Also, realize doing full scale aerobatic 3D flying that your life is on the line. If you pull back too far on the cyclic and the main rotor strikes the tail boom then your rotor is ripped off and you are going to die. Therefore, full scale aerobatics has to be extremely smooth.

Whereas if you botch an aerobatic 3D stunt with an rc helicopter your bird crashes... You pick up the pieces and re-build it. That is a huge difference!!!

Again, the g forces on the human body even in the "graceful" Red Bull aerobatic 3D performance are VERY strong. You might not realize that from the ground.
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04-09-2012 07:46 PM  9 years ago
OneHoof

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Cold Spring, Kentucky

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http://www.youtube.com/watch?v=lUYwHXfxLpc&feature=related
Three dimensional is three dimensional. Anything that flies, flies in a three dimensional plane of travel, verses the two dimensional plane of travel. Therefore, technically speaking, anything that flies is flying 3D (or 3 dimensional).

There is a huge difference between a seven pound remote control, small scale helicopter doing "extreme, hard core, smack down, 3D, stunt flying" and a full scale helicopter that has an empty weight of 2,813 lb doing "graceful, smooth, precise aerobatic, 3D, stunt flying"!

First of all, neither a full scale helicopter, nor the pilot could survive the extremely violent g forces inflicted by the type of "extreme, hardcore, smack down, 3D, stunt flying" small scale heli pilots put their helicopters through. It would rip the rotors off and break the pilot's neck.

Secondly, it would be impossible for a full scale helicopter that weighs in excess of 3,000 pounds (with fuel and pilot) to perform "extreme, hard core, smack down, 3D, stunt flying" because a full scale helicopter does NOT have the thrust to weight ratio of a small scale helicopter.

We should all just enjoy the hobby. We got into it for different reasons.

Let's not get wrapped around the axle about this and just enjoy this beautiful flying weather.

Watch at YouTube

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04-09-2012 07:47 PM  9 years ago
OneHoof

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Cold Spring, Kentucky

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http://www.youtube.com/watch?v=YjLvWxaN32s&feature=related
The "graceful, smooth, precise aerobatic, 3D, stunt flying" a full scale helicopter does is definitely three dimensional flying. Therefore, its "graceful" aerobatics is 3D flying.

Everybody has to understand there are different levels of 3D flying. A full scale helicopter with a rigid rotor system is only capable of doing certain maneuvers because of its weight, rotors and g force limitations of the aircraft and the pilot. So, for these reasons a full scale helicopter will never be able to perform "extreme, hardcore, smack down, 3D, stunt flying" like a small scale helicopter.

Watch at YouTube

ature=related

That does not mean small scale pilots are better than full scale pilots. I guarantee if the small scale pilot could shrink himself down and fly his rc helicopter from inside his routine would be tamed down a LOT because there is only so much the human body can withstand!!!
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04-09-2012 07:49 PM  9 years ago
OneHoof

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Cold Spring, Kentucky

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http://www.youtube.com/watch?v=93zy3OqXMPw&feature=related
I enjoy watching both small scale aerobatic 3D performances as well as full scale aerobatic 3D performances. Both types of three dimensional shows take great skill and courage from the pilots performing them. I do not see nor understand why certain people try to say one is three dimensional and the other isn't three dimensional. That makes no sense. They are both three dimensional (3D).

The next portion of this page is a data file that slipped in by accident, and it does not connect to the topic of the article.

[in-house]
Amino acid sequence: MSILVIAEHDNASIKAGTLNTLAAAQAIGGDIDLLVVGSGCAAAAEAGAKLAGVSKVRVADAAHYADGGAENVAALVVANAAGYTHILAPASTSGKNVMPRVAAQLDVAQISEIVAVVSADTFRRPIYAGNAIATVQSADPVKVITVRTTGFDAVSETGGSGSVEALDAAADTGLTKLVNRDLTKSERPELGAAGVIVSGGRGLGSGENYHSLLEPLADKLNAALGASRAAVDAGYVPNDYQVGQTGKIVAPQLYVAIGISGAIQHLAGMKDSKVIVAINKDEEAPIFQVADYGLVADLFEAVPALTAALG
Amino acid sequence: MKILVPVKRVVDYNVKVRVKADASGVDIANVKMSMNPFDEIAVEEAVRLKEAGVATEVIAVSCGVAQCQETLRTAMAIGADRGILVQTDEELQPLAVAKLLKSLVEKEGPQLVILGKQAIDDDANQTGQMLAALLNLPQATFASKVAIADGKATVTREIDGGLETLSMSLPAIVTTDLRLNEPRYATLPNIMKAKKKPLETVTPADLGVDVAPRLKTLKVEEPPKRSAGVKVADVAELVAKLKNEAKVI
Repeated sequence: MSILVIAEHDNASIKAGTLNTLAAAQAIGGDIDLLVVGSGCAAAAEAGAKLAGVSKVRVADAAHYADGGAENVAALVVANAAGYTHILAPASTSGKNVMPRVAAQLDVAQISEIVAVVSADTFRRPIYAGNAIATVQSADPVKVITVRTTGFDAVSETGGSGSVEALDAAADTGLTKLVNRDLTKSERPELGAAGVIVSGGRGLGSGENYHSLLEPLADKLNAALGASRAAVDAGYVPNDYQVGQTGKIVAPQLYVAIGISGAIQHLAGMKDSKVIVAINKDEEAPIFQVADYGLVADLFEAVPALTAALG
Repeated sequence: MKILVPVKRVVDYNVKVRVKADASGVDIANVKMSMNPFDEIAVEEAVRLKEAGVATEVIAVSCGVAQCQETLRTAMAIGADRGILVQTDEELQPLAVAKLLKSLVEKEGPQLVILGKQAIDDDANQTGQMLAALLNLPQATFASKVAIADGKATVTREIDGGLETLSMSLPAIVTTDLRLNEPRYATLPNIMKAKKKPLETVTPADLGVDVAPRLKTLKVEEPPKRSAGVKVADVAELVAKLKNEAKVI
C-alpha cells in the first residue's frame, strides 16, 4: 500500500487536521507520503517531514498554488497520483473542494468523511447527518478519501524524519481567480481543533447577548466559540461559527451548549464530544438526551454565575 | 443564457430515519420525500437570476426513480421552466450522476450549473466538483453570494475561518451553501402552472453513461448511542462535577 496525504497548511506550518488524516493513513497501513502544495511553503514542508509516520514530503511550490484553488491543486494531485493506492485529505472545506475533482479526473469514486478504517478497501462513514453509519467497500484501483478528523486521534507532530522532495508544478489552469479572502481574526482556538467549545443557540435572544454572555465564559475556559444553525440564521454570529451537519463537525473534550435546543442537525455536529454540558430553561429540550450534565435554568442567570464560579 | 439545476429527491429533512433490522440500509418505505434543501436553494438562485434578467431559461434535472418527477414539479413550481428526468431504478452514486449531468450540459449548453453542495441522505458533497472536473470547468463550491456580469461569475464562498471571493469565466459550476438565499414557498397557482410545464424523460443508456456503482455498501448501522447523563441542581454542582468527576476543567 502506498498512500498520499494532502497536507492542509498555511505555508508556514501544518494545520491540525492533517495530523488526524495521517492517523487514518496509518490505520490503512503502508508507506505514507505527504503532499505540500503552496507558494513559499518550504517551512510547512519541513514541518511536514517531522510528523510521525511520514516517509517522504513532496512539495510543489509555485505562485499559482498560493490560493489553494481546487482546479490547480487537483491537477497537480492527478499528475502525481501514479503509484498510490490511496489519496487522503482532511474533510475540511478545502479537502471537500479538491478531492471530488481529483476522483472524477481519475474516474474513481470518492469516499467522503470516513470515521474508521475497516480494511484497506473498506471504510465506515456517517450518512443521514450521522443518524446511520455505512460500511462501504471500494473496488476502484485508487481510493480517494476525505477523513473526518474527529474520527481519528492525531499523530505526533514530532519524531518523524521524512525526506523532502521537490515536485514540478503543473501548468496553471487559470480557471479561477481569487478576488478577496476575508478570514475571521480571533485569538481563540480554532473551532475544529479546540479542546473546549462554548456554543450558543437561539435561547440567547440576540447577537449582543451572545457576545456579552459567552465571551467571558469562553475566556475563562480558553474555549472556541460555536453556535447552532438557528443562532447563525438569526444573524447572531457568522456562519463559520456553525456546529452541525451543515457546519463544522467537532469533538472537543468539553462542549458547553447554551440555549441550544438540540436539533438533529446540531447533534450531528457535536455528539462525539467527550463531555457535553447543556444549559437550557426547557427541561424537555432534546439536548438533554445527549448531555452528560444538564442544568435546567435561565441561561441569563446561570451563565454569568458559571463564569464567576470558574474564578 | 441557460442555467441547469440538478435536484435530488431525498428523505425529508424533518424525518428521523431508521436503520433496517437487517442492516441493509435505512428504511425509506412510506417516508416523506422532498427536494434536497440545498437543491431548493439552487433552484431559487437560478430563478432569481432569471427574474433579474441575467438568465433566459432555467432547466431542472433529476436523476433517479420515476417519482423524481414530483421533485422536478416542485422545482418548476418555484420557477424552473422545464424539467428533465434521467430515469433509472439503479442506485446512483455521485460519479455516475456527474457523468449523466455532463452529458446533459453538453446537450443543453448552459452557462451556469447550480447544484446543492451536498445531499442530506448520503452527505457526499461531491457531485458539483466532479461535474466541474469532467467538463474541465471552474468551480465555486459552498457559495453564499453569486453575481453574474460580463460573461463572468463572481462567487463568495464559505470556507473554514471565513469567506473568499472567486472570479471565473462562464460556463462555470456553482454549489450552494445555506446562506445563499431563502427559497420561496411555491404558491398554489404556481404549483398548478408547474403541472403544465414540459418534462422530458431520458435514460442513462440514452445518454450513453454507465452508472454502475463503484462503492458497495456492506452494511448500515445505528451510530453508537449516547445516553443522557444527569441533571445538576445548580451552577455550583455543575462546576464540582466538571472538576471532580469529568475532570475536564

If you don't believe me... go up for a ride with an aerobatic pilot as he performs his 3D stunts at an air show this summer and tell me if that changes your perspective. 3D is 3D whether full scale or small scale.

You just have to add "small scale extreme, hard core, smack down" or "full scale graceful, smooth, precise" in front of the abbreviation to differentiate between the two.

I think we should enjoy and appreciate both full scale and small scale aerobatic 3D shows and not get so worked up about what they are called. Let's give both the full scale and small scale pilots the credit they deserve. Just enjoy the show. Now let's go fly! Have fun and be safe!

Watch at YouTube

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04-09-2012 07:50 PM  9 years ago
OneHoof

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Cold Spring, Kentucky

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http://www.youtube.com/watch?v=JFLUOilLD_A&feature=related
At the end of the day, the fact remains, "3D" is still an abbreviation for "3 dimensional". And it has different meanings and implications depending on how you are using it and which context you are using it for in your conversation.

Words mean things... Unfortunately, people sometimes use an abbreviation to mean one particular thing for so long that they erroneously assume it only has one meaning or context of use and that simply is not true.

Watch at YouTube

ature=related

The bottom line is the rc helicopter community does not have exclusive rights to the use of the abbreviation of "3D".
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04-09-2012 07:55 PM  9 years ago
wrongler

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Brewerton, New York

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30 degrees of pitch or 60 degrees of bank relative to the horizon requires the pilot and all occupants to wear a parachute. This 30/60 rule appears under FAR 91.307 (c).
I aint wearing no Fricken parachute when I fly my helis
Bill Whittaker
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04-09-2012 07:58 PM  9 years ago
OneHoof

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Cold Spring, Kentucky

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I aint wearing no Fricken parachute when I fly my helis
Are you flying rc or full scale. That law only applies to full scale aircraft. LOL